I originally published this article in 2010. It’s sad to note that very little has changed since then, except that the policy of selling store-branded plastic bags to shoppers at the cash register has become ubiquitous among Canadian chain retailers. Not one of the cents we pay retailers for those bags is ear-marked for anything other than their own corporate profit.
In 2010, Shoppers Drug Mart Canada in British Columbia implemented a pay-per-bag policy, at a cost of five cents for each plastic bag used at checkout. Like most retailers, Shoppers also sells reusable branded bags and, like most retailers, charges between $2 and $10 per bag. It’s a trend which, in theory, sounds laudable. In theory, consumers will be reluctant to fork over cash for new bags and thus, in theory, they will consume fewer new bags.
Retailers are relying on consumer guilt to justify this cash-grab. We are meant to feel guilty – or at least we’re meant to know that we should feel guilty – for contributing to environmental clutter, so we will happily hand over those extra coins to ease our conscience. Keep in mind, these nickels and dimes we pay are not an ‘environmental levy.’ In fact, not one cent paid for plastic shopping bags is spent on cleaning the environment or recycling bags. The only thing retailers are doing is selling us more of their branded products for their own profit.
We’re also being encouraged to assuage our enviro-guilt by buying into their reusable bags scam. I say scam because, well, take a closer look at those bags. Made of non-woven polypropylene, a plastic polymer which, like all plastic, is a petroleum-based product. It turns out that producing polypropylene is actually more harmful to the environment than producing those regular plastic bags they’re intended to replace as an eco-friendly option. According to prlog.org, it takes about twenty-eight times more energy to produce a sack made with NWPP than it does to make a standard plastic shopping bag. NWPP bags are also prone to puncture, which means they get tossed quickly and they can’t be recycled, so they end up in landfills where they will “languish for hundreds of years.”
FOOD SAFETY CAUTION
A joint food safety report issued by researchers at the University of Arizona and Loma Linda University found that reusable NWPP bags can serve as a breeding ground for dangerous food-borne bacteria, posing a serious health risk to consumers. “Our findings suggest a serious threat to public health, especially from coliform bacteria including E. coli, which were detected in half the bags sampled,” says Charles Gerba, Ph.D. University of Arizona environmental microbiology professor, and study co-author. So, if you’re concerned about bacteria, you’ll want to launder those bags, right? If you’ve ever been brave enough to try, you already know that they tend to disintegrate in the washer. If they make it through, don’t you dare put them into the dryer – they melt, and they can also start fires!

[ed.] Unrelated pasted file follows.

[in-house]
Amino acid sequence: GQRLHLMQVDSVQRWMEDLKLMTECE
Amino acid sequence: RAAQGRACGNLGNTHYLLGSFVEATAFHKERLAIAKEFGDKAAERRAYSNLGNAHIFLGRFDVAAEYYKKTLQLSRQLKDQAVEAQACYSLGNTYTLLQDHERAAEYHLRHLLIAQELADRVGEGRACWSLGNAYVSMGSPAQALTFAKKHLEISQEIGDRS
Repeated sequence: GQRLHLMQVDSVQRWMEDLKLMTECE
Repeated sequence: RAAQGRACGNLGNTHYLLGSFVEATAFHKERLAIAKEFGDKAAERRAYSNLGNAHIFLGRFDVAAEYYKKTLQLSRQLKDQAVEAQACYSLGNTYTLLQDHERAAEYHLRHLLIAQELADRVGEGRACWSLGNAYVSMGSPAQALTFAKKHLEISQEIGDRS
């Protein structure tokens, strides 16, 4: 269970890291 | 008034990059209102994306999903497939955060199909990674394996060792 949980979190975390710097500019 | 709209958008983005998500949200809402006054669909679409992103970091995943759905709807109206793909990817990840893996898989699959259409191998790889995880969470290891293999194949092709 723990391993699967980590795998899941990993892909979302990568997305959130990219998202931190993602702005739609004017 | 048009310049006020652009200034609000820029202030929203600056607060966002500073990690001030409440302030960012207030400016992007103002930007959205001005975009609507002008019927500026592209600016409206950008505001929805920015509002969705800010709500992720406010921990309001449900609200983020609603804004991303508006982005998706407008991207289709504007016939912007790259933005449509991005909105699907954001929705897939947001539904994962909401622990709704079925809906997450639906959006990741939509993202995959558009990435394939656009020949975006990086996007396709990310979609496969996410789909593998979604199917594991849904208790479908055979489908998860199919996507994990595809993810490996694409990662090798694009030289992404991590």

Many people think that reusable means more than just that you can shlep it around until it falls apart. It does not. All it means is that a thing can be reused. It doesn’t mean it can be recycled. It doesn’t mean it’s made from eco-friendly fabric, nor that it is biodegradable.
Concern or greed?
But how much are these business practices based on actual concern for our ecosystem and how much on sheer greed? How much is simply corporations seizing another opportunity to cash in on consumers’ very real concern? Ask any millionaire who started out with a paper route , those nickels and dimes add up. Imagine how much one retailer like Shoppers has banked just from plastic bag sales since 2010 in Canada. While you’re doing that math, hop on over to Loblaws website and click on their ‘Green’ page and have a little chuckle. FYI, Loblaws owns Shoppers.
If retailers are serious about the environment, why sell oil-based bags at all? Why not sell branded reusables made from eco-friendly fabrics? And why don’t they voluntarily invest their plastic bag revenue in clean-up projects or environmental research or in any number of things to help the environment? They could provide an in-store recycling program, give refunds or rebates to customers who return the plastic bags they’ve purchased, or give incentives to those who bring their own eco-bags.
Next time you’re in a store that charges customers for plastic bags at checkout, watch the customers in line. It’s astonishing how casually Canadian consumers pay the extra fee for plastic bags without any hesitation, without asking a single question like, for example, what are you using this money for? Take a look around – look at all the over-packaging, the sickening amount of plastic wrapped around plastic wrapped around plastic, and then you can start to guess just how serious corporate retailers in Canada are about the environment.
When I wrote this article in 2010, it had a fairly optimistic last graph in which I waxed eloquent about things like global bans etcetera. But all I can say now to Canadians is please, let your MPs and MLAs know we need a ban. It will take concerted political effort to make it happen but if Kenya, Tunisia, Morocco, Rwanda, Uganda, Tanzania, Somalis, Botswana, Ethiopia, Mauritania and Eritrea can do it, so can Canada. Until then, buy or make your own eco-friendly bags and use them, because no one is going to save our asses but us.
© L D’anna 2017